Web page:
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Statement by the Maldives at the Second Committee under Agenda Item 22: Groups of Countries in Special Situations- 19 October 2016

Second Committee

Agenda Item 22: Groups of Countries in Special Situations

Statement by His Excellency Mr. Ahmed Sareer, Permanent Representative of the Republic of Maldives to the

United Nations

United Nations, New York, 19 October 2016

Distinguished Chair,

The Maldives is pleased to be speaking on this important agenda item today. We align our remarks with those made the distinguished representative of Thailand on behalf of the Group of 77 and China.

I also wish to thank the Secretary General for his report on this agenda item and his work, along with Secretariat, in supporting countries in special situations

Mr. Chairman,

Let me first express solidarity with and support to the Least Developed Countries (LDC) and Landlocked Developing Countries (LLDCs). As many of you know, the Maldives, Which graduated from the LDC status in 2011 was the third country to graduate since the group of countries requiring special consideration on allocation of global ODA was first approved by the UN GA in 1971. Because the international community was reviewing the graduation process constantly, and because of the limited experience with graduation at the time of the Maldives graduation, our transition was, in our opinion, relatively un-smooth. While the process on paper, outlines a relatively clear structure, it does not happen simply. And as such, our purpose today is to speak specifically on the strengthening of the graduation process.

Mr. Chairperson,

We would like to share three reflections from our graduation and transition process. First, is the importance of investing in the diversification of our economy and our people. We realized that our development challenges would be exacerbated due to the loss of LDC benefits. In preparation, we invested heavily in a world-class tourism industry and a robust fishing industry, which have remained the backbone of our economy for decades. We increased public sector investments and strived to create an environment conducive for the private sector to thrive. We also put added emphasis to improve our human development, which is the driving force behind our economic progress and the key factor in determining our attainment of the graduation threshold as per the existing variables used in measuring it.

Yet in many instances, the large scale financing needed for large-scale infrastructure projects such as ports, hospitals, harbours, become difficult to access, due to loss of preferential and concessional arrangements for financing. These limitations put at risk, the development gains that enabled graduation in the first place.

Which leads to my second point. We continue to believe in the importance of enhanced international cooperation to accompany national efforts in the transition of graduating countries. This is also the backbone of the smooth transition strategy that is to be prepared as a joint initiative between the graduating country and their development partners including the UN system. The smoothness of the graduation from LDC status depends on how well the international community rallies around the graduating country, so that they don't slide back on their development trajectory. This includes the international community, including the UN system, international financial institutions to take into account the unique vulnerabilities of a country, harmonizing efforts to realize the Programmes of Action and the 2030 Agenda.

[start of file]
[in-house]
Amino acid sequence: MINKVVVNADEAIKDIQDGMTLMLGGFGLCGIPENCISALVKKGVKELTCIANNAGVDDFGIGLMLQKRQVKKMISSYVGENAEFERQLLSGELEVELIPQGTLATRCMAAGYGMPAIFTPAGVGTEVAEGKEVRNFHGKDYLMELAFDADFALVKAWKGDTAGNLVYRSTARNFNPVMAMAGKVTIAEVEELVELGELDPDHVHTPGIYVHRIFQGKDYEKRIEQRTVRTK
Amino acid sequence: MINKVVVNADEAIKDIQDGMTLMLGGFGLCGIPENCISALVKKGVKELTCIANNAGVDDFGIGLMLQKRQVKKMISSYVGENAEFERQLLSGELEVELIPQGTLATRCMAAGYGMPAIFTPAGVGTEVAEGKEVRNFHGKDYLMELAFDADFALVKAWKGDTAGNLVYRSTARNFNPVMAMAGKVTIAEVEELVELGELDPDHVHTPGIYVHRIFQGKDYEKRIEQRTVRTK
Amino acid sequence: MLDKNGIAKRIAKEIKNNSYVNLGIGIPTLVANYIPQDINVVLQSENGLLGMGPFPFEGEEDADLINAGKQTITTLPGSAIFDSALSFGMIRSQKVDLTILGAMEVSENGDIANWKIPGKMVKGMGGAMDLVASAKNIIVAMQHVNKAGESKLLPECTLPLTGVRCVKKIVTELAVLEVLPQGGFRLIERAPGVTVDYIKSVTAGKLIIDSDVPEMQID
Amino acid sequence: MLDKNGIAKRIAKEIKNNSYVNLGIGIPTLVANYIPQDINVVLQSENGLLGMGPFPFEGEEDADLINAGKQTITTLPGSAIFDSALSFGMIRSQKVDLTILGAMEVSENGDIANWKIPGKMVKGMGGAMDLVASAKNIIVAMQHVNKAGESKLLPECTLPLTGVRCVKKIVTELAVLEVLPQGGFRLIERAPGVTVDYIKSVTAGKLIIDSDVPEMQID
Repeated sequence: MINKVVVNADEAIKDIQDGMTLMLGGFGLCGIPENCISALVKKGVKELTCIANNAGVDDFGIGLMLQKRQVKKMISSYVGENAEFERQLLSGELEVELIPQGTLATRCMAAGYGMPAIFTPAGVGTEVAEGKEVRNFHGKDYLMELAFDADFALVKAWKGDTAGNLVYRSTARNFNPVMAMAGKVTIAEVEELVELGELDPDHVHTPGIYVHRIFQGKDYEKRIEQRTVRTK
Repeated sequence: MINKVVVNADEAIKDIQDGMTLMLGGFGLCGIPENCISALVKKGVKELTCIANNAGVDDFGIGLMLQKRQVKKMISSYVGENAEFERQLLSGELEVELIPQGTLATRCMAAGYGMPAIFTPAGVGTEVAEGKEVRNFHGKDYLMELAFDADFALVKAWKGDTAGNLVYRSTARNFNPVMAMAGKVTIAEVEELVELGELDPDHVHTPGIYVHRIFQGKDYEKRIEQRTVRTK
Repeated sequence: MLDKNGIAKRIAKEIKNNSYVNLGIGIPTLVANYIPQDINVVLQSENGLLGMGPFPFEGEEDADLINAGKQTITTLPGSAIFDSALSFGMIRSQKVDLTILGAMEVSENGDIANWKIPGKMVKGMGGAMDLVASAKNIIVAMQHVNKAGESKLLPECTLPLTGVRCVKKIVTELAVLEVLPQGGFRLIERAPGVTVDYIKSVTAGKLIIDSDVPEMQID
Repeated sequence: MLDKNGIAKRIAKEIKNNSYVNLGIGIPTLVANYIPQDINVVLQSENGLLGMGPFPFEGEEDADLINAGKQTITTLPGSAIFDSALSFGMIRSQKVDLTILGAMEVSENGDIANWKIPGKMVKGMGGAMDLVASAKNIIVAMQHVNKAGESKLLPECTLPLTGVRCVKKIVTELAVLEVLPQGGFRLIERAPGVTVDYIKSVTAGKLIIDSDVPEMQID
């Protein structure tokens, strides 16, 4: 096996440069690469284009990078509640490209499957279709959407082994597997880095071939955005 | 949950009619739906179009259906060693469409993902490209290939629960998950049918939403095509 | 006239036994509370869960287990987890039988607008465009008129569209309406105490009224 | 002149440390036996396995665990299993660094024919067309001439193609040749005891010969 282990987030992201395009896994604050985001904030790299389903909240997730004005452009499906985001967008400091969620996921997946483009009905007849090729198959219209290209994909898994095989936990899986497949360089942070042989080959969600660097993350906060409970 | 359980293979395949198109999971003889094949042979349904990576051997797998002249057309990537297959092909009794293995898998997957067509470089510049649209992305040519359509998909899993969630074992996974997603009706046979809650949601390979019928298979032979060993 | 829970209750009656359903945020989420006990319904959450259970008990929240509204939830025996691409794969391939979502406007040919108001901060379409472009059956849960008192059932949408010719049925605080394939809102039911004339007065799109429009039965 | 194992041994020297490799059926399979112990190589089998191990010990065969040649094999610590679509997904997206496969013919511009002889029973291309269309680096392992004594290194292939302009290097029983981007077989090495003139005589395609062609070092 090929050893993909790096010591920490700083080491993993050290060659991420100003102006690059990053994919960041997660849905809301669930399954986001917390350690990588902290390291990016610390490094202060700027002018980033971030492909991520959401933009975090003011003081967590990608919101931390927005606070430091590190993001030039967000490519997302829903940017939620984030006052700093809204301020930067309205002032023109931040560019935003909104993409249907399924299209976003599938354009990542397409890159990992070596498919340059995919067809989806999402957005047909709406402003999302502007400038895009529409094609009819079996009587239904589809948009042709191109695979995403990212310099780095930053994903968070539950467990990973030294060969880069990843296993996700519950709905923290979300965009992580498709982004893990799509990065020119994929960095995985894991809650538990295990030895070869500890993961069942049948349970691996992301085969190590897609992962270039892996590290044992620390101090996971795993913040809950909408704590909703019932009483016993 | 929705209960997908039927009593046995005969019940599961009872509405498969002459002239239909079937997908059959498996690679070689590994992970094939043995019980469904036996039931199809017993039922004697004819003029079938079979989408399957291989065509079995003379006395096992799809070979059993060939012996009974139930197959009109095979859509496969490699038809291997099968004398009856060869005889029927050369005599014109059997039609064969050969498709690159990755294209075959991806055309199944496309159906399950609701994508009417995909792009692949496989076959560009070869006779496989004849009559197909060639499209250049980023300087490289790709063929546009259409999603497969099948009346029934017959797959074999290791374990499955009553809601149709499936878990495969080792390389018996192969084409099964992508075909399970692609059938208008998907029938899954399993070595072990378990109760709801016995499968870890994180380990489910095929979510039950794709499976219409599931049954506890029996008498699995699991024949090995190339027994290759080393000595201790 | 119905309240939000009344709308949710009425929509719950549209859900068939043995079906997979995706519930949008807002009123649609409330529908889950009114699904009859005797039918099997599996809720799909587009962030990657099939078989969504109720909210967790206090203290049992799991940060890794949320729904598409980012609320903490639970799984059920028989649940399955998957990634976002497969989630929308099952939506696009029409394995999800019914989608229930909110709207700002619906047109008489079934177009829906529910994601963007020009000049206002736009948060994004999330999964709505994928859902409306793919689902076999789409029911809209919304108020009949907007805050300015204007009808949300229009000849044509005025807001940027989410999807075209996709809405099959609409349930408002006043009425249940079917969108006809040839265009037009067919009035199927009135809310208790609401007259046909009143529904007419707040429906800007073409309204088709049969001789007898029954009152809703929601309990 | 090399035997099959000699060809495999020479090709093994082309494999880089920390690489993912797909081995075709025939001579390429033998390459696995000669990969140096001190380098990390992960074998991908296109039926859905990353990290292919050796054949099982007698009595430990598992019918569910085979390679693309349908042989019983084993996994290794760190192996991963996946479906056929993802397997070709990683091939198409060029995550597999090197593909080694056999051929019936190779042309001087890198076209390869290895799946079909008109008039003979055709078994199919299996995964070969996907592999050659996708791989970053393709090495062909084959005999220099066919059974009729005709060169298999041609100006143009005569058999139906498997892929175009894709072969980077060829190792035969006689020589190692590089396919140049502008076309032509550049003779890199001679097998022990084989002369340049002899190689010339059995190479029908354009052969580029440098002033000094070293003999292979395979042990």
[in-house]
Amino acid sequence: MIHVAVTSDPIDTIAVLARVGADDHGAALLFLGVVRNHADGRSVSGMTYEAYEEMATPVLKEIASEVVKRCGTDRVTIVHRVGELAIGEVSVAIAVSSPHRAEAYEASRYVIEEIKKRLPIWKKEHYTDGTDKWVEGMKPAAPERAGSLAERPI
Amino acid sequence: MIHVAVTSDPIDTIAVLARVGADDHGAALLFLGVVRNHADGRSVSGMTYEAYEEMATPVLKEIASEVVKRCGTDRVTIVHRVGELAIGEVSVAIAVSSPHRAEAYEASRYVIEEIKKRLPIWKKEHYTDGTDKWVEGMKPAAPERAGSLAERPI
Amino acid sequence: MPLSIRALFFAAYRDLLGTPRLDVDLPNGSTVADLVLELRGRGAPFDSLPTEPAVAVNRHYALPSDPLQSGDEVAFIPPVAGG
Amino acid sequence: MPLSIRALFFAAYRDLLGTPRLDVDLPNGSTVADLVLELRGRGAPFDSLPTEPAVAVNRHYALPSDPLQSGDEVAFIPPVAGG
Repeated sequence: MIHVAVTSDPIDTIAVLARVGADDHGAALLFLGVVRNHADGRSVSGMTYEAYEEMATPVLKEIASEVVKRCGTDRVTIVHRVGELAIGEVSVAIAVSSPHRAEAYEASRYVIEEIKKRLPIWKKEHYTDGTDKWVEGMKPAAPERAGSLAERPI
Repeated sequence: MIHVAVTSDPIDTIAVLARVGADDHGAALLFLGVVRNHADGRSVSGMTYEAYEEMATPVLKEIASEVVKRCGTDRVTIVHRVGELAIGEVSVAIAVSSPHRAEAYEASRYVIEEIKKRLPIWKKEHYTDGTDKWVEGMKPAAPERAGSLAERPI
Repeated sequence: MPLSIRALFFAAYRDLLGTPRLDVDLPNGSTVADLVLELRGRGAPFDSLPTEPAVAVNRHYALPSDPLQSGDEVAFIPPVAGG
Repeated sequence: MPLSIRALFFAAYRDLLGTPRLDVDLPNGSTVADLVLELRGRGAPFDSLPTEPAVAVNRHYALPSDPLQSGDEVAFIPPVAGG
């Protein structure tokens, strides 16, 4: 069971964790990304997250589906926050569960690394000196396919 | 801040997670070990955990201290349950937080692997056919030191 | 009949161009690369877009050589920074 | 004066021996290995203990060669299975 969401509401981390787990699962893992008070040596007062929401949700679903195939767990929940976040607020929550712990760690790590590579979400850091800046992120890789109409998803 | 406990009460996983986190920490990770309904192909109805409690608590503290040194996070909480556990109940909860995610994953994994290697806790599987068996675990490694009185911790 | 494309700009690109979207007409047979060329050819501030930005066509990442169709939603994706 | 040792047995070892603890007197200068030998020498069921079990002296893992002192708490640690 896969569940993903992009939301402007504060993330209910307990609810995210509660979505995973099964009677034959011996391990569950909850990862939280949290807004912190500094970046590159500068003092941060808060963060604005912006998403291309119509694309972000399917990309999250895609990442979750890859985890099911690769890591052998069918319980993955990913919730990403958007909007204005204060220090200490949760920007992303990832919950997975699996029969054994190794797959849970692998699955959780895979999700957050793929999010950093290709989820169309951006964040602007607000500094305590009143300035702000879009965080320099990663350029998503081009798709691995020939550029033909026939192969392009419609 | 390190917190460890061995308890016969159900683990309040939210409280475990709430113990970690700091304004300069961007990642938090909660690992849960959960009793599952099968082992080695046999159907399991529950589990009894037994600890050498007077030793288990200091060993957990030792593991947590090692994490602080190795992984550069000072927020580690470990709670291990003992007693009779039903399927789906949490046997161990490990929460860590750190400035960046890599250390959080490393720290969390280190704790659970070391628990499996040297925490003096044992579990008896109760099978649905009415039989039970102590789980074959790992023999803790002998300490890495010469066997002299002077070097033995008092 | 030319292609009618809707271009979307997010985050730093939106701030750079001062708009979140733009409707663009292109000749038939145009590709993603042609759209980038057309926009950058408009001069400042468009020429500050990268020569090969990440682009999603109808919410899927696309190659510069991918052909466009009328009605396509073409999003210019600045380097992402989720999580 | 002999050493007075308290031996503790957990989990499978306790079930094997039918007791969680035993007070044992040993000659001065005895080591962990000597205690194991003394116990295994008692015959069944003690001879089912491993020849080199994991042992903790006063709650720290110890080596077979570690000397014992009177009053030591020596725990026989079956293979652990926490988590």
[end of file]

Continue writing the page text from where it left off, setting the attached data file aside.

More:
Advocating for the recognition of the specific vulnerabilities that countries like the Maldives – small island developing states – face, which do not go away with graduation, is an issue we have been advocating for, for years. Our islands are uniquely susceptible to a variety of shocks: economic, environmental and institutional, due to their inherent economic and ecological vulnerabilities. And while economic vulnerability is a benchmark for graduation, in the vast majority of assessments, one of the three main indicators could be overridden. This is especially significant for those LDCs that are SIDS. This is why we continue to advocate for the need for further review of the criteria for graduation

Relatedly, the existing assessment for graduation uses the Gross Domestic Product (GDP) per capita, as one of the major determining indicators.  In our opinion this indicator is inadequate to measure real progress of a society or its vulnerabilities. GDP per capita fails to fully reflect the country's vulnerabilities due to structural challenges, its resilience to exogenous shocks or its ability to deal with new crises, or account for wealth inequalities and the added difficulties in distribution of wealth in relation to geographical features beyond our control. Therefore, we need to better integrate the concept of economic vulnerability of countries into the measures for development, without which our approach to development will be anything but holistic.

Mr. Chairperson,

Graduation from LDC status is an achievement. It should be something we aspire for and a cause for celebration. It should not be something we fear. It should not be an abrupt stumbling block for countries that are working hard on their development. If the international community wants to help the poorest and most vulnerable countries in the world to achieve universal development targets, their biggest challenges and specific vulnerabilities must be understood. I thank you.

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